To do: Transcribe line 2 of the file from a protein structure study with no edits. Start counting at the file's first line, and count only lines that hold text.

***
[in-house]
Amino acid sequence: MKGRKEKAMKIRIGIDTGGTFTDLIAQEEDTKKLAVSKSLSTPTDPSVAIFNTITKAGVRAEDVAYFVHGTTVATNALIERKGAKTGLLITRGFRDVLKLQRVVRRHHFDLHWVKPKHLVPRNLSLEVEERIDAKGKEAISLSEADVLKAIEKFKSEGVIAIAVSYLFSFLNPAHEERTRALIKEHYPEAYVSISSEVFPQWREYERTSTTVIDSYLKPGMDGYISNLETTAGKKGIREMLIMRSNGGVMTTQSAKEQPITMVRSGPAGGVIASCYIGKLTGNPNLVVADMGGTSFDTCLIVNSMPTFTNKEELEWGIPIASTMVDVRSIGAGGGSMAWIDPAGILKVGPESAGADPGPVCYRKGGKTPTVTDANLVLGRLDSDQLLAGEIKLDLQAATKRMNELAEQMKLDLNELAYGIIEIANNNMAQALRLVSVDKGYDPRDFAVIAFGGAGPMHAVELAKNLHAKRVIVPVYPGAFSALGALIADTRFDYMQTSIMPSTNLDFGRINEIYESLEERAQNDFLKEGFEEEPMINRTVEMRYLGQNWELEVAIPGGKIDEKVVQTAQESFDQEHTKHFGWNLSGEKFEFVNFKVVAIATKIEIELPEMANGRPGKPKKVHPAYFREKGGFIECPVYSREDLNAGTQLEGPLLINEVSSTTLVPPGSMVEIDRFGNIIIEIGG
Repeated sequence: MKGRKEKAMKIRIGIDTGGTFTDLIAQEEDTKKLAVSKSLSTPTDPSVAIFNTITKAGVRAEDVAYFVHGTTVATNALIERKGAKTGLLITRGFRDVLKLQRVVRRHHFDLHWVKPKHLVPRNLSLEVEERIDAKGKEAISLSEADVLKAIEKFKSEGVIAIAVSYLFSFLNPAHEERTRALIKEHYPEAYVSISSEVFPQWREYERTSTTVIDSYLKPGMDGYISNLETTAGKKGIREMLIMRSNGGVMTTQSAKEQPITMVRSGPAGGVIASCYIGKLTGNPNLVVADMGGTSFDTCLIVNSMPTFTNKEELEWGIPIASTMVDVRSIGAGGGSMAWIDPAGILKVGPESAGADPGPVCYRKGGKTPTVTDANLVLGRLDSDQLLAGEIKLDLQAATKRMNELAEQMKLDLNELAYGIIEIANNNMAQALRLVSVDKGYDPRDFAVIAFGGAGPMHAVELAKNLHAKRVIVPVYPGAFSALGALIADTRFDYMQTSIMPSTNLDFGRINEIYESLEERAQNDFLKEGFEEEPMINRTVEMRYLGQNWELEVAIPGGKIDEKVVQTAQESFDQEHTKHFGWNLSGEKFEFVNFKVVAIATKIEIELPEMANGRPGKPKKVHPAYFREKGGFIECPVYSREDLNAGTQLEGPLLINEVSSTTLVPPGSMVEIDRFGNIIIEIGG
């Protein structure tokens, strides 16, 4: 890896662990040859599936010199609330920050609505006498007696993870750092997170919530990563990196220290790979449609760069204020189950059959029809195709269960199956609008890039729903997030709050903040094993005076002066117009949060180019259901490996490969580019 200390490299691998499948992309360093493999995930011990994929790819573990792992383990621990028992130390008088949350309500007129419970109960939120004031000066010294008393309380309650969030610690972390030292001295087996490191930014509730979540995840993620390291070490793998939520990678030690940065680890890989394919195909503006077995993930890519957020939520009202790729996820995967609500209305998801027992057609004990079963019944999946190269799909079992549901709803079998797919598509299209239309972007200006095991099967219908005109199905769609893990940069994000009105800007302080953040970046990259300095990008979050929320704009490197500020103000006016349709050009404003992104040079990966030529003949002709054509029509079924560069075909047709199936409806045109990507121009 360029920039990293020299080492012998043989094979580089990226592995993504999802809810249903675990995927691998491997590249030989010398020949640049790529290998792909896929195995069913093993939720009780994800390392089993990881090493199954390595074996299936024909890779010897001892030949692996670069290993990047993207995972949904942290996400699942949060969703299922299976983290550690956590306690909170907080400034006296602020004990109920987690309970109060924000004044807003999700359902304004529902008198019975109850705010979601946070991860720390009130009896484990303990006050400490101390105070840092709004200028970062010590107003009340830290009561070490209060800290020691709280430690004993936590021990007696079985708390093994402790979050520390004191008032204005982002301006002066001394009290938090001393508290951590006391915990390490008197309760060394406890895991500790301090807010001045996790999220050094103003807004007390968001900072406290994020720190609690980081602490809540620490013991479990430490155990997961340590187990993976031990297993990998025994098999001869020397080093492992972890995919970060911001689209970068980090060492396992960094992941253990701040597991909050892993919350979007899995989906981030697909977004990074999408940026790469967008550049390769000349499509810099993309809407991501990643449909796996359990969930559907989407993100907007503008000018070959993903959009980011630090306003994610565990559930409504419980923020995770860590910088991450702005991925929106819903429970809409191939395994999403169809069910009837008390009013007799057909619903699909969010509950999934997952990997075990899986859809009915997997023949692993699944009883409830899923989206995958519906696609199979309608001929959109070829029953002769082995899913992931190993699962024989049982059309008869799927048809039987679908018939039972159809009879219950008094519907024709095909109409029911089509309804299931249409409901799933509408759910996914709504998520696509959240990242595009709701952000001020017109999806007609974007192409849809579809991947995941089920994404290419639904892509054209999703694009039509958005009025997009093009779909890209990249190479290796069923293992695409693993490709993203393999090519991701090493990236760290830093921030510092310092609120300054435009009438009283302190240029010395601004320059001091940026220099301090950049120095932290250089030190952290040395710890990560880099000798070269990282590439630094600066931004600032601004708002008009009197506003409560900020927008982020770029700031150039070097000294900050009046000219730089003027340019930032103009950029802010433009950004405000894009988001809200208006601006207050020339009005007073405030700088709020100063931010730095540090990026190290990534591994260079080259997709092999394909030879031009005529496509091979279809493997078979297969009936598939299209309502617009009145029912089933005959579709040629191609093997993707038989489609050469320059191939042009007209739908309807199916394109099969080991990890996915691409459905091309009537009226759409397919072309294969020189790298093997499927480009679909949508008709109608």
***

Amino acid sequence: MKGRKEKAMKIRIGIDTGGTFTDLIAQEEDTKKLAVSKSLSTPTDPSVAIFNTITKAGVRAEDVAYFVHGTTVATNALIERKGAKTGLLITRGFRDVLKLQRVVRRHHFDLHWVKPKHLVPRNLSLEVEERIDAKGKEAISLSEADVLKAIEKFKSEGVIAIAVSYLFSFLNPAHEERTRALIKEHYPEAYVSISSEVFPQWREYERTSTTVIDSYLKPGMDGYISNLETTAGKKGIREMLIMRSNGGVMTTQSAKEQPITMVRSGPAGGVIASCYIGKLTGNPNLVVADMGGTSFDTCLIVNSMPTFTNKEELEWGIPIASTMVDVRSIGAGGGSMAWIDPAGILKVGPESAGADPGPVCYRKGGKTPTVTDANLVLGRLDSDQLLAGEIKLDLQAATKRMNELAEQMKLDLNELAYGIIEIANNNMAQALRLVSVDKGYDPRDFAVIAFGGAGPMHAVELAKNLHAKRVIVPVYPGAFSALGALIADTRFDYMQTSIMPSTNLDFGRINEIYESLEERAQNDFLKEGFEEEPMINRTVEMRYLGQNWELEVAIPGGKIDEKVVQTAQESFDQEHTKHFGWNLSGEKFEFVNFKVVAIATKIEIELPEMANGRPGKPKKVHPAYFREKGGFIECPVYSREDLNAGTQLEGPLLINEVSSTTLVPPGSMVEIDRFGNIIIEIGG